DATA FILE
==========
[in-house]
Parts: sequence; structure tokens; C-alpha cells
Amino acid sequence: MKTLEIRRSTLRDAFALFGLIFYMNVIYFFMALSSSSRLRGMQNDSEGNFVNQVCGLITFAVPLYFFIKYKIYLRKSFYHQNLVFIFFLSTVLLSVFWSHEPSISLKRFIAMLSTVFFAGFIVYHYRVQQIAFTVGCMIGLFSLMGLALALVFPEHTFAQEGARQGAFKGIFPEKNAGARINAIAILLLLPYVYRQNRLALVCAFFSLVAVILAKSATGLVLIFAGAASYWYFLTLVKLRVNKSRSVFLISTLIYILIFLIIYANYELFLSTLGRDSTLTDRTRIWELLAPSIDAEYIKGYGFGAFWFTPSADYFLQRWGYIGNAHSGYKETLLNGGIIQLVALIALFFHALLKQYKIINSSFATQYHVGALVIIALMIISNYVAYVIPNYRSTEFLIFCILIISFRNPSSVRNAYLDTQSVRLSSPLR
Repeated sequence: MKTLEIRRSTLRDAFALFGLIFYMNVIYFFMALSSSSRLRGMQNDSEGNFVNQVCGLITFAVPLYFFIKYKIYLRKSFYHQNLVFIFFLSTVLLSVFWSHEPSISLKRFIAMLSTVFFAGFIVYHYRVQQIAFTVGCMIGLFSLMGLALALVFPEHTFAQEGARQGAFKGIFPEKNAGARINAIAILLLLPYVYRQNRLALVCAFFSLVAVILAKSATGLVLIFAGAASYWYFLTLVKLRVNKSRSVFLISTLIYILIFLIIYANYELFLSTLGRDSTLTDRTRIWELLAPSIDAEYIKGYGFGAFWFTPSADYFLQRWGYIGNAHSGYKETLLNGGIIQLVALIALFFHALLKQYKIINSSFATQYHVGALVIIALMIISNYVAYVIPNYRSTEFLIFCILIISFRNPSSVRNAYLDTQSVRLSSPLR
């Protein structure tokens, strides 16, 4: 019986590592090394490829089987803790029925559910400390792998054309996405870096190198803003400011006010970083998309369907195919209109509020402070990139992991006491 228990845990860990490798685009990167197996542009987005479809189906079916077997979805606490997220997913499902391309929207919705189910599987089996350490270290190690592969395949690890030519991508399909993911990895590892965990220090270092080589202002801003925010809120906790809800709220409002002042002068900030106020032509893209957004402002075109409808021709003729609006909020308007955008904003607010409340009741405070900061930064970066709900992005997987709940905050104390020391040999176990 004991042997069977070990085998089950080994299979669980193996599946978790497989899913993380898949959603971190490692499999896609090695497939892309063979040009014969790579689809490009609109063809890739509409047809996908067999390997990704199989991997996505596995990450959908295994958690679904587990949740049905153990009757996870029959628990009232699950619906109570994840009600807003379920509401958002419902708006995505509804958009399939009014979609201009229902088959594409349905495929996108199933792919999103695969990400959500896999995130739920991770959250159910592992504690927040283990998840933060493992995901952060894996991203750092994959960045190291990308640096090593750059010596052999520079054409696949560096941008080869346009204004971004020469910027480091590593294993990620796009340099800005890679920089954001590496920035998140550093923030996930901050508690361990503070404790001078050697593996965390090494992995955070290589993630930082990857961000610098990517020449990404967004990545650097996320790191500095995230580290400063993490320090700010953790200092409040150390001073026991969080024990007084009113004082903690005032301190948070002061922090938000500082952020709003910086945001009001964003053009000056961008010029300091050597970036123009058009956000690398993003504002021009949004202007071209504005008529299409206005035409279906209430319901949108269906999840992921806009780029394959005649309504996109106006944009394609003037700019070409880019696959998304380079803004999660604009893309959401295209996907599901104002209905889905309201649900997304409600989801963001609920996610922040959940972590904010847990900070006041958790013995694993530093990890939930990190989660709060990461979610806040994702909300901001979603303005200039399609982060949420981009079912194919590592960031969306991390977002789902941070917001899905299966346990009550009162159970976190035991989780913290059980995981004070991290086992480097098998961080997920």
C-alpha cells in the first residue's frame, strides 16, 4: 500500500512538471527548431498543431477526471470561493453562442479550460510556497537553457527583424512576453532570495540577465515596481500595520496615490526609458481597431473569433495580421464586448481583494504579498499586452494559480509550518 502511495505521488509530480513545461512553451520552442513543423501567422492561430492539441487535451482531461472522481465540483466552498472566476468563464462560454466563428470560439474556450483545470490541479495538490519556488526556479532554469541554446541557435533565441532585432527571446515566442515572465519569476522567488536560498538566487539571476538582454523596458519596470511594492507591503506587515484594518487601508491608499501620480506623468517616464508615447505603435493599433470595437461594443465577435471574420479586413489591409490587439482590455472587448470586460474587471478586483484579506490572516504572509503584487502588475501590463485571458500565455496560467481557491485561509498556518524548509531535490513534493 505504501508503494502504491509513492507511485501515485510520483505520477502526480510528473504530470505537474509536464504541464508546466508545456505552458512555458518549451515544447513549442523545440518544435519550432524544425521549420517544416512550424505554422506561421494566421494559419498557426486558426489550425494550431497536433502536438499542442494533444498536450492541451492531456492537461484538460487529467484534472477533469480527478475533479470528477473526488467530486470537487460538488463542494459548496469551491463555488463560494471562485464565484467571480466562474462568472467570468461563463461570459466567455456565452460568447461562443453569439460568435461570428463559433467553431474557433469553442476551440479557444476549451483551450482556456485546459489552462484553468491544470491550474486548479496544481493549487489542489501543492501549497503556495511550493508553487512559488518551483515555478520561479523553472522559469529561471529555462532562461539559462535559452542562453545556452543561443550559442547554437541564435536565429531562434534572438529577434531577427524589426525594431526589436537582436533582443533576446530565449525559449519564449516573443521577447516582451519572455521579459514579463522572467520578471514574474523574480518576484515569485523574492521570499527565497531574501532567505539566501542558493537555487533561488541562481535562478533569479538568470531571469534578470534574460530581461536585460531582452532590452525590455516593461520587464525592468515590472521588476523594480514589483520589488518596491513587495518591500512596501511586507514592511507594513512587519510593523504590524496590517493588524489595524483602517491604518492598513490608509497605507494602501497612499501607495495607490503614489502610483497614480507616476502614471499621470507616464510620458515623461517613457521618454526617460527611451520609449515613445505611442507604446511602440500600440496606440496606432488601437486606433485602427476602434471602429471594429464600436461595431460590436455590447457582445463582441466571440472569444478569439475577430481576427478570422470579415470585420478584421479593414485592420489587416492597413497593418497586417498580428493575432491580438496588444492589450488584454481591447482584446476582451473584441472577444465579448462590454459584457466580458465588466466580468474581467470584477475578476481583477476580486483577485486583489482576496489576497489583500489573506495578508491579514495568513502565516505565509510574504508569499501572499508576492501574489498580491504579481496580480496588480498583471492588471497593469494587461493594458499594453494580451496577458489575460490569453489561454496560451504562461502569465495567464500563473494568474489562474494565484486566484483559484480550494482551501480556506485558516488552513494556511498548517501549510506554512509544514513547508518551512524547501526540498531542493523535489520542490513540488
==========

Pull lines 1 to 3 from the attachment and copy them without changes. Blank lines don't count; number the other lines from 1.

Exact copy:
[in-house]
Parts: sequence; structure tokens; C-alpha cells
Amino acid sequence: MKTLEIRRSTLRDAFALFGLIFYMNVIYFFMALSSSSRLRGMQNDSEGNFVNQVCGLITFAVPLYFFIKYKIYLRKSFYHQNLVFIFFLSTVLLSVFWSHEPSISLKRFIAMLSTVFFAGFIVYHYRVQQIAFTVGCMIGLFSLMGLALALVFPEHTFAQEGARQGAFKGIFPEKNAGARINAIAILLLLPYVYRQNRLALVCAFFSLVAVILAKSATGLVLIFAGAASYWYFLTLVKLRVNKSRSVFLISTLIYILIFLIIYANYELFLSTLGRDSTLTDRTRIWELLAPSIDAEYIKGYGFGAFWFTPSADYFLQRWGYIGNAHSGYKETLLNGGIIQLVALIALFFHALLKQYKIINSSFATQYHVGALVIIALMIISNYVAYVIPNYRSTEFLIFCILIISFRNPSSVRNAYLDTQSVRLSSPLR